– Extend surgical operating hours, including at weekends
    – Draw on volunteers to support vaccination programmes to enable trained healthcare staff to focus on elective care
    – Pool resources between local hospitals and centralize waiting lists so that patients can be treated wherever there is capacity
    – Make greater use of virtual care to increase outpatient access
    – Pilot alternative health care testing programmes

Sources:
https://tinyurl.com/t824w44f
https://tinyurl.com/2v7sfju2
https://tinyurl.com/rut6z68x

Consider how positive news and stories can relieve the mental fatigue of COVID-19. COVID-19 has dominated news, media, and local and national government communications for the best part of a year since the pandemic began. One study found that excessive media use was associated with negative psychological outcomes, such as anxiety and stress. Positivity can aid stress management and reduce levels of anxiety/depression. Consider:

  • Demonstrate that there is a world outside of COVID-19 by communicating positive stories unrelated to COVID-19
  • Encourage more positive COVID-19 stories to come through, for example:
    – Create a local news special that celebrates the effort of local volunteers or local government during the pandemic
  • Use communication channels (e.g. social media/newsletters) to communicate positive stories:
    – Invite local community members to share positive news and stories that can be shared and promoted through these channels
    – Invite school children to draw and write positive messages and hang them on the trees/fences of local parks/buildings
    – Encourage people to take regular breaks from consumption of COVID-19 news (signpost to community groups that may be running weekly bingo/quizzes online)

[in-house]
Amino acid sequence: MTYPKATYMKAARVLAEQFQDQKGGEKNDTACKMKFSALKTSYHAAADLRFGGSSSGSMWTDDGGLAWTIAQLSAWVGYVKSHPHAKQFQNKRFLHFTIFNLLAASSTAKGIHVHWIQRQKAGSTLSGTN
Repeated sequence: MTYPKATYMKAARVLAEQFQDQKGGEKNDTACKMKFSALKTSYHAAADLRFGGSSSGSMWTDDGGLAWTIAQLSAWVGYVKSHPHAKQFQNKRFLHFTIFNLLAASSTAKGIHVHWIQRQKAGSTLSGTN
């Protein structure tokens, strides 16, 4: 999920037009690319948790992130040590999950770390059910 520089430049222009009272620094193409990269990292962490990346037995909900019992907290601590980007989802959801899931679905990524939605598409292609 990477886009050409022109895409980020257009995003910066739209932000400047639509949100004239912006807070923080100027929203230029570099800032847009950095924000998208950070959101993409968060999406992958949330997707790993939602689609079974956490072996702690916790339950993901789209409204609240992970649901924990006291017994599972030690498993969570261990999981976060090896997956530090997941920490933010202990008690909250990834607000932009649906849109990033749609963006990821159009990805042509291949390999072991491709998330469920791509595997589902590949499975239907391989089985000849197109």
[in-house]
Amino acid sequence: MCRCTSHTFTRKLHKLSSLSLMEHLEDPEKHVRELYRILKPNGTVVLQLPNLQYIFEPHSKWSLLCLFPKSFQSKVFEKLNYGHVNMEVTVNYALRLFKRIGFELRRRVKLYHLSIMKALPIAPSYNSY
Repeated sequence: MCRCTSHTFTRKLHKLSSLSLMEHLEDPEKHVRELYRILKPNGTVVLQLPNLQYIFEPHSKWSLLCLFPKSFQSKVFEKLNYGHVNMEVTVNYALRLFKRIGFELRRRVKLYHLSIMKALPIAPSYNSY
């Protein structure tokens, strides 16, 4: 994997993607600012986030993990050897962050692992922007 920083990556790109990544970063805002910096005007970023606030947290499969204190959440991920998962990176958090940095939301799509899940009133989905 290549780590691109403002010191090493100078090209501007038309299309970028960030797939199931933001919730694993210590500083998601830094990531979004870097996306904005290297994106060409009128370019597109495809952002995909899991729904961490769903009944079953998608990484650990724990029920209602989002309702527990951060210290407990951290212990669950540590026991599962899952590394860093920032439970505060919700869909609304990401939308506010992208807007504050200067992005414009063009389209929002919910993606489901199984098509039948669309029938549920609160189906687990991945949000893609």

• Create a call-to-action for local volunteers and begin inviting the community to take part in and create new positive local initiatives that are focused on recovery and renewal from COVID-19

Economy and Society: The social & financial systems that enable urban populations to live peacefully, and act collectively

Consider how to support the re-generation and renewal of local businesses. Many local/town centre businesses will be micro- and small-medium enterprises (MSMEs) that have been severely impacted by the pandemic and lack internal resources to support recovery. In Pakistan, MSMEs contribute 40% to GDP and are critical to the economy, as they are in many other countries. In developing support strategies for local businesses and MSMEs, it is important to recognise that the pandemic has changed working practices and locations, and how we shop and entertain ourselves. Small businesses may not have the resources to access the type of data that can inform them on these potential changes to consumer habits, which in turn could impact trade levels as restrictions ease and these businesses re-open. Local governments can support them by facilitating access to this information. Consider:

  • Build capacity of local government staff to undertake local economic assessments and develop small town regeneration and renewal plans (e.g. train staff to conduct economic impact assessments to identify businesses that may struggle post-lockdown and strategies that will support local economy recovery)
  • Engage with local businesses, MSMEs and organisations that represent them (e.g. FSB UK) to draw on their perspectives and expertise when developing recovery and renewal plans
  • Identify what has gone well in previous phases of re-opening, what could be improved and the support needs of these businesses (e.g. management of queues/health and safety measures to mitigate and contain the virus)
  • Provide support grants to MSMEs for business regeneration or local marketing strategies to promote local businesses
  • Conduct local and regional consumer habit surveys, in partnership with neighbouring local authorities, to identify the expectations of local consumers, and their potentially changed habits
  • Communicate findings rapidly to local businesses so that they are informed and can prepare/pivot their businesses appropriately
  • Develop an evidence-based local economic strategy that recognises changed consumer habits and demands, in partnership with local businesses
  • Provide guidance to local businesses on how to adapt and where new business opportunities may lie (renewal)